In addition to treating lupus and rheumatoid arthritis, Methotrexate is also used to treat a variety of cancers including lymphoma, leukemia and osteosarcoma.
Although the medication is used to treat cancer, lupus patients typically take it orally and at a much lower dose than those who are receiving treatment for cancer. Additionally, those undergoing cancer treatment may also receive other drugs that are taken in tandem with Methotrexate to help combat their disease. As such, side effects may be more severe for those who have cancer.
This treatment is not taken every day and your doctor will prescribe you a very strict regime that must be followed for your particular case. Most people with lupus will take Methotrexate once or twice per week as an oral tablet. More than that can be lethal, so it is extremely important to follow the doctor’s directions precisely.
People taking this drug may experience:
- Temporary hair loss — though on such a low dose for lupus, it is not typical and is more often not total hair loss
- Pale skin
- Rash or itching
As with CellCept, those taking Methotrexate need to have a negative pregnancy test before beginning to take the medication and must not be breastfeeding. Females should use birth control and males should use a condom for at least 90 days after stopping the medication to ensure that pregnancy does not inadvertently occur.
Also as with CellCept, an infection is a serious risk for those taking the medication, so patients must be on high alert for the signs and symptoms of an infection.
The last main chemotherapy medication lupus patients may take is Cytoxan. It is typically used to treat leukemia, ovarian cancer, neuroblastoma, eye cancer and breast cancer, in addition to rheumatologic diseases.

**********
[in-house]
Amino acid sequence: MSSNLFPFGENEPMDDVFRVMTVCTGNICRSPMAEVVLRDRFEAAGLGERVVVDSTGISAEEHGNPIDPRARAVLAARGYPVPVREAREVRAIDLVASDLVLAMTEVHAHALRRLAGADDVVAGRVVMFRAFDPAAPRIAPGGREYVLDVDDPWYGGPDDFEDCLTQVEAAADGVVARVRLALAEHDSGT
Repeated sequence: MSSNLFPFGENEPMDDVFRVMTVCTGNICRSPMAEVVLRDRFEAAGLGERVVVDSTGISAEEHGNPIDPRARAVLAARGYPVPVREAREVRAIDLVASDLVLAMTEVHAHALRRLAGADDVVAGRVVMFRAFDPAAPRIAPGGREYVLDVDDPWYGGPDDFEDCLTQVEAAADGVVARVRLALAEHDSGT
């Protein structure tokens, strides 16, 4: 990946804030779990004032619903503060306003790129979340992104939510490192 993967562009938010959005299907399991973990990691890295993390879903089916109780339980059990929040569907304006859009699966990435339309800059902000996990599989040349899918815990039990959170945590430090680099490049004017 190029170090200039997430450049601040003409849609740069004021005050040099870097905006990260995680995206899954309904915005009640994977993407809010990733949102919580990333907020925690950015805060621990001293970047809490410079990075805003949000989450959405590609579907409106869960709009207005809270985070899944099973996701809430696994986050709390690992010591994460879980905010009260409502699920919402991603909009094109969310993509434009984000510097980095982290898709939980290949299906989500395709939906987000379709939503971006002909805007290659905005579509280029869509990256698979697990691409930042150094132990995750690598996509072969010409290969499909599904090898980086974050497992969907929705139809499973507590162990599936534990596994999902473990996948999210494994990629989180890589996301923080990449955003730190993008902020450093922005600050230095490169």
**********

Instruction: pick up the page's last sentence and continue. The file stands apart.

It is typically taken in the form of a shot and is used to treat more severe and serious types of lupus by lowering the immune system’s activity. Cancer patients take Cytoxan in combination with other medication and at a higher dose than lupus patients.
Cytoxan may make it more difficult for wounds to heal and patients may experience bruising with lupus a lot more easily than they did before taking the medication. It is not recommended to participate in activities that may induce injuries.
As with the other chemo medications, there is a risk of developing a serious infection. Thus, patients are advised to tell their doctor if they notice any symptoms out of the ordinary, particularly chills or fever. It is also not recommended that pregnant or breastfeeding women take Cytoxan.
Common side effects of Cytoxan may include:
- Loss of menstrual period
- Hair loss (though rarely full hair loss for lupus patients)
- Appetite loss
- Pale skin
- Feeling generally unwell
- Skin rash
- Stomach pain
- Change in the color or texture of nails
While an option for those who have severe lupus symptoms, chemo for lupus is never the first option and always done after other methods have proved ineffective.